Live, Work and Play Sustainably

Florida International University is a global leader in research and advocacy for LIFE ON LAND. With a campus located at the edge of the Florida Everglades, we recognize the need for living and working sustainably on campus as a university community.

Planning for a Sustainable Future

Florida International University has a deep responsibility to be good stewards of our resources: human, economic, and environmental. In the FIU Next Horizon Strategic Plan, we continue to strengthen our commitment to ensuring a sustainable future for our institution and the South Florida community. This includes sound strategies to reduce our ecological footprint.

Explore our sustainable practices

From sustainable farming to waste management, FIU is committed to creating a culture of environmental stewardship through best practices that are sustainable, econocially feasible and socially just.

Sustainable Food Sourcing

FIU's Panther Dining services focuses on responsible and sustainable practices in our supply chains, which includes buying locally sourced, sustainably farmed ingredients. As FIU's exclusive supplier of food services, Chartwells HIgher Ed also maintains stringent purchasing policies for sustainable food sources and is Seafood Watch-certified.

Learn about our food supplier's efforts

FIU Organic Garden

FIU's Agroecology Program manages an on-campus Organic Garden. Fruits and vegetables from this teaching facility are regularly made available to the university community as part of a campus Farmer's Market and special community dining events. In addition to the vegetable beds, the garden includes a shade house, herb garden, fruit grove, meditation garden, composting, biofuels and aquaponics.

Learn more about Agroecology at FIU

Plastics Reduction

FIU's Panther Dining maintains high sustainability standards including a policy to reduce single-use plastics. The university’s Plastics Reduction Taskforce worked with all campus food vendors to remove plastic straws, cup lids, and bags from the dining counters, only making them available upon request.

Learn about reducing plastics on campus

Managing Campus Waste

FIU's Environmental Management Policy calls on each member of the FIU community to minimize the generation and disposal of solid waste by recycling and reusing resources. The policy also calls for the minimization of polluting noises, odors, wastewater and emissions to air, soil and water.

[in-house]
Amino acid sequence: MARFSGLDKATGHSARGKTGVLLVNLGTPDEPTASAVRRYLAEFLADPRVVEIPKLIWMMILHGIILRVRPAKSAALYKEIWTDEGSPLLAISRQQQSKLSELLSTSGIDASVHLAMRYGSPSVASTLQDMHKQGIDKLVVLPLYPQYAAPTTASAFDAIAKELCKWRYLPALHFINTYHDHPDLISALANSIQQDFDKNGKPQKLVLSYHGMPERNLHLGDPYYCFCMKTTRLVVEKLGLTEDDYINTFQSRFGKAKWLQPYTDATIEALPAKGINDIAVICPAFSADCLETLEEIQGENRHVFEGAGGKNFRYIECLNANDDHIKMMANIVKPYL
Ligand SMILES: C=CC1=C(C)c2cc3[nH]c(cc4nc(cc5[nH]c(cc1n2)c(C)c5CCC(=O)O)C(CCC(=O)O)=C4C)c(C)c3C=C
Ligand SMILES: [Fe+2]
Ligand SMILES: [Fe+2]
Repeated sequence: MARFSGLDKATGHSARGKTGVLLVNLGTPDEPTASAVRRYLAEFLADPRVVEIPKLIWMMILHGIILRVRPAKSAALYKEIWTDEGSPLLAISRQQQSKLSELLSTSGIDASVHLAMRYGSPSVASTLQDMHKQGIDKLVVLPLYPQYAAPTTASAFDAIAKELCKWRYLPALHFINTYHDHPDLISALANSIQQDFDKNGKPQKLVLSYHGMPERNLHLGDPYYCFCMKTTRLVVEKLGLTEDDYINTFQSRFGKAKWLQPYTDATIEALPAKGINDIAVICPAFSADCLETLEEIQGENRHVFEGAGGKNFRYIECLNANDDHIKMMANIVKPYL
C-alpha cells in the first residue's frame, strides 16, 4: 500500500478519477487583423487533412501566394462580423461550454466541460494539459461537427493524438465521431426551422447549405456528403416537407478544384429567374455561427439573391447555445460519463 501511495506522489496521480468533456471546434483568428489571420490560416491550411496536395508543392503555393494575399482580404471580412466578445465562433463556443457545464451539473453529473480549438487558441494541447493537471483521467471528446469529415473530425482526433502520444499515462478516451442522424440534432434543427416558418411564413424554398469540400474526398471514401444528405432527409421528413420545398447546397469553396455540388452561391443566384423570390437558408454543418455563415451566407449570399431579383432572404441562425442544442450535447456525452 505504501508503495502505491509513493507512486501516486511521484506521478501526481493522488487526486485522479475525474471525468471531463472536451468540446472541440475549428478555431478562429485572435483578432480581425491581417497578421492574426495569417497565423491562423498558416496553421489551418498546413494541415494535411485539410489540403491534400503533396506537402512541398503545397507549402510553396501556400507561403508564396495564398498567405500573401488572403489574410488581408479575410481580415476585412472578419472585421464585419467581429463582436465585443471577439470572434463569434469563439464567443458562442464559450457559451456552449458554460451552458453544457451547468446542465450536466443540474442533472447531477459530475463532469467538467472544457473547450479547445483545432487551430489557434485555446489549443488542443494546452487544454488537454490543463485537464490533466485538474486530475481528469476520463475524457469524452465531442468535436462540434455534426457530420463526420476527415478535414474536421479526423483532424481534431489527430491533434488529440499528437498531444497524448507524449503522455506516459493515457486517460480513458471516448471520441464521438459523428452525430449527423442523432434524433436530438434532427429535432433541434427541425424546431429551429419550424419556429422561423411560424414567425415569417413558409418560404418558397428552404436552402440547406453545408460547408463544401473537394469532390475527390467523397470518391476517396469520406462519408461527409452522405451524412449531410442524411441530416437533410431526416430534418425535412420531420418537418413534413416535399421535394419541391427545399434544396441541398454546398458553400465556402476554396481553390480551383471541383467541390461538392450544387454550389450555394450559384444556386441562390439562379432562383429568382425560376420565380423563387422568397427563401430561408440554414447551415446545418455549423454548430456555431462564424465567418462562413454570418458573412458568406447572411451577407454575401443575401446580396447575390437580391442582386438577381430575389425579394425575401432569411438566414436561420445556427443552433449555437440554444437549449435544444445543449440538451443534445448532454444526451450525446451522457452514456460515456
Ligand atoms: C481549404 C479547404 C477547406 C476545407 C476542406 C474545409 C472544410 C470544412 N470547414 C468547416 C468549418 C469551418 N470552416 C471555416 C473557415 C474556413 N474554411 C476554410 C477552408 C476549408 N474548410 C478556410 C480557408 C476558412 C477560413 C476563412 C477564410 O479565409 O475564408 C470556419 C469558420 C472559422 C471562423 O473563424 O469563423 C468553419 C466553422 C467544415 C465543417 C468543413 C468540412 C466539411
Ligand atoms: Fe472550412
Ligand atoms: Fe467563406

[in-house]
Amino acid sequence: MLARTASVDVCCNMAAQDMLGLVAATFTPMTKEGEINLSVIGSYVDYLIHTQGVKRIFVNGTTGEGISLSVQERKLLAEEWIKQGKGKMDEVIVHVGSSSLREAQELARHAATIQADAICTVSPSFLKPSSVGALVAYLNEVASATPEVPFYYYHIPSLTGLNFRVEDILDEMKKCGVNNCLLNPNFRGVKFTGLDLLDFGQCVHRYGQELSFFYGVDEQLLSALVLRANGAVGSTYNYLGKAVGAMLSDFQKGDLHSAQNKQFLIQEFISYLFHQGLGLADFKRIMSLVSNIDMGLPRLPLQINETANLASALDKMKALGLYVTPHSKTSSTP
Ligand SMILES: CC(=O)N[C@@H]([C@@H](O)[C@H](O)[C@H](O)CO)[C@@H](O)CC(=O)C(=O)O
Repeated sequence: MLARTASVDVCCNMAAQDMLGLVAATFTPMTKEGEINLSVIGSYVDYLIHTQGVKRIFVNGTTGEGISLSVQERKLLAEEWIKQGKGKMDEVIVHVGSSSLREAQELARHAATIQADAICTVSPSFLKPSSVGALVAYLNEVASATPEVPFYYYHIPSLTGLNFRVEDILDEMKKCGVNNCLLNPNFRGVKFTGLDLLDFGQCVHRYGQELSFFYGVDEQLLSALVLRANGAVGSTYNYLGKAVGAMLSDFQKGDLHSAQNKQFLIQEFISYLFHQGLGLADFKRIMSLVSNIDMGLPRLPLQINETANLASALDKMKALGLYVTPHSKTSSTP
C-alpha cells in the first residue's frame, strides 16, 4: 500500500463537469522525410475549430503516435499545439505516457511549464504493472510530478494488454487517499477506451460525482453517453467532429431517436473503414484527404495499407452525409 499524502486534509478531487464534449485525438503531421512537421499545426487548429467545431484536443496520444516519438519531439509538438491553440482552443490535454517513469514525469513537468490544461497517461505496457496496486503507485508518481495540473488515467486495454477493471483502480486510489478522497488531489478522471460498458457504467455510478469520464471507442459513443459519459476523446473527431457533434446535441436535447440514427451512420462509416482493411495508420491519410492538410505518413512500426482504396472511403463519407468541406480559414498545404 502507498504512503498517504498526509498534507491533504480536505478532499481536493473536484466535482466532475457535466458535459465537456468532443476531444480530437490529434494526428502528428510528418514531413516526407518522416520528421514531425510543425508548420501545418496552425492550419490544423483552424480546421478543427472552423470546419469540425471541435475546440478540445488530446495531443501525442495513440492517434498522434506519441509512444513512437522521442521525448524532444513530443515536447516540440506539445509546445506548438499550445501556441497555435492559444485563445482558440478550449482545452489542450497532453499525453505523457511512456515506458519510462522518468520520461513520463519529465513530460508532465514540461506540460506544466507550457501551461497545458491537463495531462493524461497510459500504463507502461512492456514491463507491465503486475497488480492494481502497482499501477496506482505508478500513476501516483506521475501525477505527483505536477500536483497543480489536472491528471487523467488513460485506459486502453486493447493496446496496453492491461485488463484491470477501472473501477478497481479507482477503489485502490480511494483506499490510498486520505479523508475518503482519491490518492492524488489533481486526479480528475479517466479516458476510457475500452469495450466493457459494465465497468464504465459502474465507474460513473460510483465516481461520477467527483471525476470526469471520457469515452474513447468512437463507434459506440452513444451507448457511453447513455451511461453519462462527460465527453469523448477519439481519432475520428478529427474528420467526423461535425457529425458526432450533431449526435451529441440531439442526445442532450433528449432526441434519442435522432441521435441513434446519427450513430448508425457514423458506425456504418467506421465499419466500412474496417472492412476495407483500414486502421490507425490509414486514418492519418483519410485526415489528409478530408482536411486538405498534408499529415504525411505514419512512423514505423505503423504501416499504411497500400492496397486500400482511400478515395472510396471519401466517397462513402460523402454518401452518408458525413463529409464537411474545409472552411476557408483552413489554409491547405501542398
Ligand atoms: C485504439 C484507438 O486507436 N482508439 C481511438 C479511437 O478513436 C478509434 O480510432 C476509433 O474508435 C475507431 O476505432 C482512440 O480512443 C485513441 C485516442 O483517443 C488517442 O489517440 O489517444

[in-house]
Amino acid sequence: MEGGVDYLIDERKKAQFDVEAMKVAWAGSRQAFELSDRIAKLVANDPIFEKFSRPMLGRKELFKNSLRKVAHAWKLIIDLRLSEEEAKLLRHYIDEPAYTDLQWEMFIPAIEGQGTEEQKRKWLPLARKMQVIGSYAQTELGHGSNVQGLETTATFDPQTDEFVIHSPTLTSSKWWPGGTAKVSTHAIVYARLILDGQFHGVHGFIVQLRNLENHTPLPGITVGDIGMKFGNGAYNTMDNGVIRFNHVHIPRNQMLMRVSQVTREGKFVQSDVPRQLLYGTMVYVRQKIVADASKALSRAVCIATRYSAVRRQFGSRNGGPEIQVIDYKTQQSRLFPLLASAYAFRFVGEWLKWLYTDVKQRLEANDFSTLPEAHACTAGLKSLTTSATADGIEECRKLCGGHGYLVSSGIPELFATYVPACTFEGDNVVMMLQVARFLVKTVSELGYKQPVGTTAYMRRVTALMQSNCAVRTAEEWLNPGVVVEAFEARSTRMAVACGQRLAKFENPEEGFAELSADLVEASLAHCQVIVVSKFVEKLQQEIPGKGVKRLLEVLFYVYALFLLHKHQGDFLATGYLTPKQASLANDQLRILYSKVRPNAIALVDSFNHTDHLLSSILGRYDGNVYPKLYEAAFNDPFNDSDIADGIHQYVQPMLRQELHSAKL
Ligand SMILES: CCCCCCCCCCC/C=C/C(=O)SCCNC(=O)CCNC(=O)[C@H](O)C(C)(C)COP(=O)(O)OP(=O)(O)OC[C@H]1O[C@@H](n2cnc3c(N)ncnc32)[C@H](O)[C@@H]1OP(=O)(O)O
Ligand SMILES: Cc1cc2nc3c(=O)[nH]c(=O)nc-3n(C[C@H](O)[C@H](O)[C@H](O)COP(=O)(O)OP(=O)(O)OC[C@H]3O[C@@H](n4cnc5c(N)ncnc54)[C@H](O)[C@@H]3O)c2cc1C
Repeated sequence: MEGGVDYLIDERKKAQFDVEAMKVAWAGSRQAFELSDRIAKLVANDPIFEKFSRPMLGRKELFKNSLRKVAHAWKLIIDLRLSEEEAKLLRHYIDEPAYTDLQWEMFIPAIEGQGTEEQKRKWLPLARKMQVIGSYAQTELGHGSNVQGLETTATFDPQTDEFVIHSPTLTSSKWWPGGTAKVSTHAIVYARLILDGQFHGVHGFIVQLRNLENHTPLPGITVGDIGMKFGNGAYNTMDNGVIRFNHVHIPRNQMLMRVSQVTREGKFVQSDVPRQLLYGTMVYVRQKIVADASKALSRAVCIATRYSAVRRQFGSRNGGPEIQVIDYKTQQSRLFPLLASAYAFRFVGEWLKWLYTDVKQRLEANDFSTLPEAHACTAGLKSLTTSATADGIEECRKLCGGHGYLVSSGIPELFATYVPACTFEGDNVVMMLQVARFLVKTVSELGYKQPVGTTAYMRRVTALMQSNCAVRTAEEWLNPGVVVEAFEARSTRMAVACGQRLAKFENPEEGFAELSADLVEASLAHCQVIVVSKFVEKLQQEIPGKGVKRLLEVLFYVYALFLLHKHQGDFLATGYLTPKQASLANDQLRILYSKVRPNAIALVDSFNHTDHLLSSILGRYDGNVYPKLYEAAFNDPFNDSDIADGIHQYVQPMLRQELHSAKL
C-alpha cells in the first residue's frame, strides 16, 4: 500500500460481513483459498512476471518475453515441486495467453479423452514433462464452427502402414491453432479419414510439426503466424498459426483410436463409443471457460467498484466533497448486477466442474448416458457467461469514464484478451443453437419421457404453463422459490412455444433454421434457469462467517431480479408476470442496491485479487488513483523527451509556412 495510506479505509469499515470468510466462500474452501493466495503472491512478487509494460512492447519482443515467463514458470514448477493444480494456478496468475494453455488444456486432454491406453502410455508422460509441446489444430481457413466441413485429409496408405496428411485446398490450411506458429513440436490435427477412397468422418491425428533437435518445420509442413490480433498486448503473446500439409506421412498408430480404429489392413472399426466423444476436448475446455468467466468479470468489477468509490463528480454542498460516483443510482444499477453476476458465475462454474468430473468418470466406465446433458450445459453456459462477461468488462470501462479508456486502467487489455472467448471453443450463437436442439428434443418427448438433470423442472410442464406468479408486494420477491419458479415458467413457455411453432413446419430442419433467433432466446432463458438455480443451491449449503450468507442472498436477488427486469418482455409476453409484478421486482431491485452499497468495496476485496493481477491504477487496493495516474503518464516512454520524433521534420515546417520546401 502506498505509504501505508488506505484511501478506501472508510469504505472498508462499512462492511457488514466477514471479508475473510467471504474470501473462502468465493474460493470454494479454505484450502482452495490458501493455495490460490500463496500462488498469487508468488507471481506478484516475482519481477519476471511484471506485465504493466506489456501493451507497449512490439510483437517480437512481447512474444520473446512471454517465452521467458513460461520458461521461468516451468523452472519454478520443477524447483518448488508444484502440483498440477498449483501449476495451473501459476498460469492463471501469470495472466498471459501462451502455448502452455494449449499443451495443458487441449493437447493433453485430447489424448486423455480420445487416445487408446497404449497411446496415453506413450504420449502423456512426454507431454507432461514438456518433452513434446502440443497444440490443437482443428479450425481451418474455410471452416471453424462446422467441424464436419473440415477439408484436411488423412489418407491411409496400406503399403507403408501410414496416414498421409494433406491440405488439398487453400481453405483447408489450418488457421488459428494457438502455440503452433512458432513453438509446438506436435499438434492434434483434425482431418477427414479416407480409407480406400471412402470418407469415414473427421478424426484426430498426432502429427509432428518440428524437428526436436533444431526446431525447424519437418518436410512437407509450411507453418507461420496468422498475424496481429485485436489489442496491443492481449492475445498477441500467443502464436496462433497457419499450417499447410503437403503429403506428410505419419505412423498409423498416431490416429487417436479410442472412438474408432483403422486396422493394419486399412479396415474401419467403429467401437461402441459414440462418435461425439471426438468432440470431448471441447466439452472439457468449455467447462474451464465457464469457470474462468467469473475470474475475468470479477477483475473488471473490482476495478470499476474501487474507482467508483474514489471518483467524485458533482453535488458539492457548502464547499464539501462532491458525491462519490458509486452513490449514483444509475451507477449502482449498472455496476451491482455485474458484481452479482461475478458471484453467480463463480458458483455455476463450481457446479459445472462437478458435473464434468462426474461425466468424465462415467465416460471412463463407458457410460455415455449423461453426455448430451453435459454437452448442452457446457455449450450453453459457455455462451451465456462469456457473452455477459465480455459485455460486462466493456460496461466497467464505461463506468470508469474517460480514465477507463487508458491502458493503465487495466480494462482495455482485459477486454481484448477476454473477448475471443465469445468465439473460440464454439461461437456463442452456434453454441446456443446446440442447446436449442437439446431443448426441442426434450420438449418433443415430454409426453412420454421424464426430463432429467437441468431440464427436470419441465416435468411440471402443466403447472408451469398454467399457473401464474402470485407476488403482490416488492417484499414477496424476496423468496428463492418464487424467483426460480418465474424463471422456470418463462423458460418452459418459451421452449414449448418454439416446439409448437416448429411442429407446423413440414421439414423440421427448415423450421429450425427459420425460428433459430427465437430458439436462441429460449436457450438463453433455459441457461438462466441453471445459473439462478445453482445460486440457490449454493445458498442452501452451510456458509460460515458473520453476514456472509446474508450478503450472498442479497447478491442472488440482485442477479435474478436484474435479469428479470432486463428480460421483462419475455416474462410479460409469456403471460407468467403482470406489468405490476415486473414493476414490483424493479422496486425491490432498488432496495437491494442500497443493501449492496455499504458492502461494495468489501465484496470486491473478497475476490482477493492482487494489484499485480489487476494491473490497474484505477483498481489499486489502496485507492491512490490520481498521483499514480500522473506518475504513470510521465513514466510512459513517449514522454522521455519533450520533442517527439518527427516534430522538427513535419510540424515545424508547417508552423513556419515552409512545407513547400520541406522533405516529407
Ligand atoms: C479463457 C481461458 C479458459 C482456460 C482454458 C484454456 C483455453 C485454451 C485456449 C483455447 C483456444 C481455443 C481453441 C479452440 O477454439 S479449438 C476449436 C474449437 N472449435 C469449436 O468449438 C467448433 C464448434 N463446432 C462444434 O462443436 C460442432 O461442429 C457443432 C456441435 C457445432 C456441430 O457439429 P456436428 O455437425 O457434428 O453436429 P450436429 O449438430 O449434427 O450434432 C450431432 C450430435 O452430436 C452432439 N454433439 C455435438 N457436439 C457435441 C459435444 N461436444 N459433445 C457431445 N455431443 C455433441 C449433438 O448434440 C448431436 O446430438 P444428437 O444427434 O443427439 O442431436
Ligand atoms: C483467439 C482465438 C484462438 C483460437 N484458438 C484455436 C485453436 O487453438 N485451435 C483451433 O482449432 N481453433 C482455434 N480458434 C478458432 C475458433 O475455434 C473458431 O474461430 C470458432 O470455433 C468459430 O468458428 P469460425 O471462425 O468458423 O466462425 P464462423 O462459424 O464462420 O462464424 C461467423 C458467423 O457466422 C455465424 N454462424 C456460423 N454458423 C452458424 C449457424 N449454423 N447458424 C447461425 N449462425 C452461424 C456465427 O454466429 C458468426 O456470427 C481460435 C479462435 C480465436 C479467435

Read FIU's Recycling and Solid Waste Management plan

Ecosystem and Biodiversity Preservation

FIU maintains strict standards for protecting ecosystems and their biodiversity on campus. This includes compliance with all federal, state and local environmental laws. Visit the Ecosystems and Biodiversity section on this page to learn more about how we manage ecosystems, protect species and mitigate exotic, invasive species.

recycle-logo.png Recycling at FIU

FIU features more than 5,000 recycle bins on our campuses to promote waste reduction at the university. The bins are even made with recycled materials.

Custodial Services:

  • uses biodegradable or recycled trash bags

  • distributes recycled paper products that are manufactured by environmentally friendly processes

  • cleans with green cleaning products

FIU's graduation gowns are made from recycled plastic water bottles.

FIU's main dining venue — 8th Street Campus Kitchen — sends organic waste to an on-campus composting facility, investing in nature's way of recycling and keeping that waste out of landfills.

Explore how FIU preserves campus ecosystems and biodiversity

Located in the subtopics and on the edge of the Florida Everglades, Florida International University has incorporated environmental stewardship into daily university life since its opening in 1972. In every campus planning document, FIU has included a Conservation Element or similar policy requiring responsible planning to maintain natural ecosystems and the plants and animals they support.

FIU is a Wildlife Sanctuary

FIU's Modesto A. Maidique Campus is designated as a Wildlife Sanctuary by Audubon Florida. All campus vegetative communities that serve as wildlife habitats are protected under the Wildlife Sanctuary agreement.

Ecosystem protective measures can be found in FIU's Campus Master Plan

Protected Species

FIU monitors and maintains an inventory of 122 animal and 289 plant species found on our campuses as well as their conservation statuses as designated by CITES, U.S. Fish and Wildlife, and the Florida Fish and Wildlife Conservation Commission. FIU maintains policies guiding environmental management including the 13 plant species and 5 animal species listed as near threatened, vulnerable, endangered or critically endangered on the IUCN Red List. 

Plant and animal inventories can be found in FIU's Campus Master Plan

Land-Use Planning for Biodiversity

The Future Land Use Element in FIU's Campus Master Plan includes conservation areas as part of the planning and development process for the entire university. Per the Campus Master Plan, conservation areas on our campuses must be preserved and managed to protect plant and animal species, wildlife habitats, heritage trees, natural features and more. 

Biodiversity planning can be found in the Conservation Areas section of the Future Land Use Element

FIU is a Tree Campus USA

Florida International University is the first university in Florida to earn the Tree Campus USA designation from the Arbor Day Foundation for our preservation and management of trees on campus. As a proud member, we engage our students in service learning and reach beyond campus borders to connect with the community to foster healthy, urban forests.

Learn more about FIU's trees

Nature Preserve

FIU features an 11-acre Nature Preserve that has been designated as an on-campus botanical and wildlife area. Three distinct ecosystems within the preserve provide habitat for 266 species of wildlife that call our preserve home. There is also an organic fruit and vegetable garden that attracts people and pollinators alike.